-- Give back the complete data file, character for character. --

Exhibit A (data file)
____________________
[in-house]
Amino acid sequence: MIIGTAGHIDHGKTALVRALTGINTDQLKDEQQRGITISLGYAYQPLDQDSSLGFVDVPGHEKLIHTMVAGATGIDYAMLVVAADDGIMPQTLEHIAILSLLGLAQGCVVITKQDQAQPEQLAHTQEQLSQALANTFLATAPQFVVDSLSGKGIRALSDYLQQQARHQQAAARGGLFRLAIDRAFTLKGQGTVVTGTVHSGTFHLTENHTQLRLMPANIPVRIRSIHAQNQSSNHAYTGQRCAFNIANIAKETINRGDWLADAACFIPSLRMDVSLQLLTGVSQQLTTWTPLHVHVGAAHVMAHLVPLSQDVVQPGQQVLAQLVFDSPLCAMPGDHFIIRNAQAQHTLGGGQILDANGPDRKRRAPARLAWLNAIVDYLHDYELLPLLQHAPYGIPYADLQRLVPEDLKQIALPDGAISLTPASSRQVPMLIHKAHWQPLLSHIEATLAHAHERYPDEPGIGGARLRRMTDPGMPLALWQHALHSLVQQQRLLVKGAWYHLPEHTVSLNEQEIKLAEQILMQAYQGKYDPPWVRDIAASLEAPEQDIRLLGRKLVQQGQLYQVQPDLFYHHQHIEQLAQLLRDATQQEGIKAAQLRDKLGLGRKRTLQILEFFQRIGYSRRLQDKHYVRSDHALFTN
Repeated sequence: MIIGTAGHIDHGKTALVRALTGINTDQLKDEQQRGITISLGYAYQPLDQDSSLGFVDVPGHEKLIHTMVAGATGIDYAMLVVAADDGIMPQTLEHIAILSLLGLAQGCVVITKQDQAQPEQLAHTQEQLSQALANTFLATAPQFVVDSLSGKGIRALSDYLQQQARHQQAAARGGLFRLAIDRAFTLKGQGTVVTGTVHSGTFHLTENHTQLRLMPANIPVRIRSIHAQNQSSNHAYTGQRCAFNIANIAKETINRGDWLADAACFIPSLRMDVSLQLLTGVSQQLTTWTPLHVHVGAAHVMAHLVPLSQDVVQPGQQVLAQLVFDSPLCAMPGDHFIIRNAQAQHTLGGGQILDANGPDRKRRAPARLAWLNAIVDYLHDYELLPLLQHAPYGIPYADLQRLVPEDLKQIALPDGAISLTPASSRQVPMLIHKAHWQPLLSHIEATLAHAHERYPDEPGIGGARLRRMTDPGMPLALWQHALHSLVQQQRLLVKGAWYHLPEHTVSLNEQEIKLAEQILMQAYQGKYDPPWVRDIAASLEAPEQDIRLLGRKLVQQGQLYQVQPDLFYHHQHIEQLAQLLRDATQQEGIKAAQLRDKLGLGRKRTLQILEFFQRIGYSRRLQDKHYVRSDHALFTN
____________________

[in-house]
Amino acid sequence: MIIGTAGHIDHGKTALVRALTGINTDQLKDEQQRGITISLGYAYQPLDQDSSLGFVDVPGHEKLIHTMVAGATGIDYAMLVVAADDGIMPQTLEHIAILSLLGLAQGCVVITKQDQAQPEQLAHTQEQLSQALANTFLATAPQFVVDSLSGKGIRALSDYLQQQARHQQAAARGGLFRLAIDRAFTLKGQGTVVTGTVHSGTFHLTENHTQLRLMPANIPVRIRSIHAQNQSSNHAYTGQRCAFNIANIAKETINRGDWLADAACFIPSLRMDVSLQLLTGVSQQLTTWTPLHVHVGAAHVMAHLVPLSQDVVQPGQQVLAQLVFDSPLCAMPGDHFIIRNAQAQHTLGGGQILDANGPDRKRRAPARLAWLNAIVDYLHDYELLPLLQHAPYGIPYADLQRLVPEDLKQIALPDGAISLTPASSRQVPMLIHKAHWQPLLSHIEATLAHAHERYPDEPGIGGARLRRMTDPGMPLALWQHALHSLVQQQRLLVKGAWYHLPEHTVSLNEQEIKLAEQILMQAYQGKYDPPWVRDIAASLEAPEQDIRLLGRKLVQQGQLYQVQPDLFYHHQHIEQLAQLLRDATQQEGIKAAQLRDKLGLGRKRTLQILEFFQRIGYSRRLQDKHYVRSDHALFTN
Repeated sequence: MIIGTAGHIDHGKTALVRALTGINTDQLKDEQQRGITISLGYAYQPLDQDSSLGFVDVPGHEKLIHTMVAGATGIDYAMLVVAADDGIMPQTLEHIAILSLLGLAQGCVVITKQDQAQPEQLAHTQEQLSQALANTFLATAPQFVVDSLSGKGIRALSDYLQQQARHQQAAARGGLFRLAIDRAFTLKGQGTVVTGTVHSGTFHLTENHTQLRLMPANIPVRIRSIHAQNQSSNHAYTGQRCAFNIANIAKETINRGDWLADAACFIPSLRMDVSLQLLTGVSQQLTTWTPLHVHVGAAHVMAHLVPLSQDVVQPGQQVLAQLVFDSPLCAMPGDHFIIRNAQAQHTLGGGQILDANGPDRKRRAPARLAWLNAIVDYLHDYELLPLLQHAPYGIPYADLQRLVPEDLKQIALPDGAISLTPASSRQVPMLIHKAHWQPLLSHIEATLAHAHERYPDEPGIGGARLRRMTDPGMPLALWQHALHSLVQQQRLLVKGAWYHLPEHTVSLNEQEIKLAEQILMQAYQGKYDPPWVRDIAASLEAPEQDIRLLGRKLVQQGQLYQVQPDLFYHHQHIEQLAQLLRDATQQEGIKAAQLRDKLGLGRKRTLQILEFFQRIGYSRRLQDKHYVRSDHALFTN